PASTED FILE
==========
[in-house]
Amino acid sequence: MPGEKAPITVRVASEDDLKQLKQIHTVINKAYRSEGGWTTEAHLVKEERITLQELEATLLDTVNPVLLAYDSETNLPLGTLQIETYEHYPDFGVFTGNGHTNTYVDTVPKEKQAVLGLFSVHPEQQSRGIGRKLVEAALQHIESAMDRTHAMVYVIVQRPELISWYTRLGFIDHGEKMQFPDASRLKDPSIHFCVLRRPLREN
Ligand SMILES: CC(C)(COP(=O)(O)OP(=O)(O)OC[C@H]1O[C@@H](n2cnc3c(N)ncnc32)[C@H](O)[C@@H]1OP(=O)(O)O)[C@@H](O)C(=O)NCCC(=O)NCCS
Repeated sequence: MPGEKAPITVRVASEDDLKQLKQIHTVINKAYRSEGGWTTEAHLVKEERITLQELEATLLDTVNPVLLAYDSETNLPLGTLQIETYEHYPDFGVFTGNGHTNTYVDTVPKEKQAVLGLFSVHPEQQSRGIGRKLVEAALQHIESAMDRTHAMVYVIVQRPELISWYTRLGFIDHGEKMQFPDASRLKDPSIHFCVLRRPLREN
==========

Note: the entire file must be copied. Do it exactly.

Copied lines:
[in-house]
Amino acid sequence: MPGEKAPITVRVASEDDLKQLKQIHTVINKAYRSEGGWTTEAHLVKEERITLQELEATLLDTVNPVLLAYDSETNLPLGTLQIETYEHYPDFGVFTGNGHTNTYVDTVPKEKQAVLGLFSVHPEQQSRGIGRKLVEAALQHIESAMDRTHAMVYVIVQRPELISWYTRLGFIDHGEKMQFPDASRLKDPSIHFCVLRRPLREN
Ligand SMILES: CC(C)(COP(=O)(O)OP(=O)(O)OC[C@H]1O[C@@H](n2cnc3c(N)ncnc32)[C@H](O)[C@@H]1OP(=O)(O)O)[C@@H](O)C(=O)NCCC(=O)NCCS
Repeated sequence: MPGEKAPITVRVASEDDLKQLKQIHTVINKAYRSEGGWTTEAHLVKEERITLQELEATLLDTVNPVLLAYDSETNLPLGTLQIETYEHYPDFGVFTGNGHTNTYVDTVPKEKQAVLGLFSVHPEQQSRGIGRKLVEAALQHIESAMDRTHAMVYVIVQRPELISWYTRLGFIDHGEKMQFPDASRLKDPSIHFCVLRRPLREN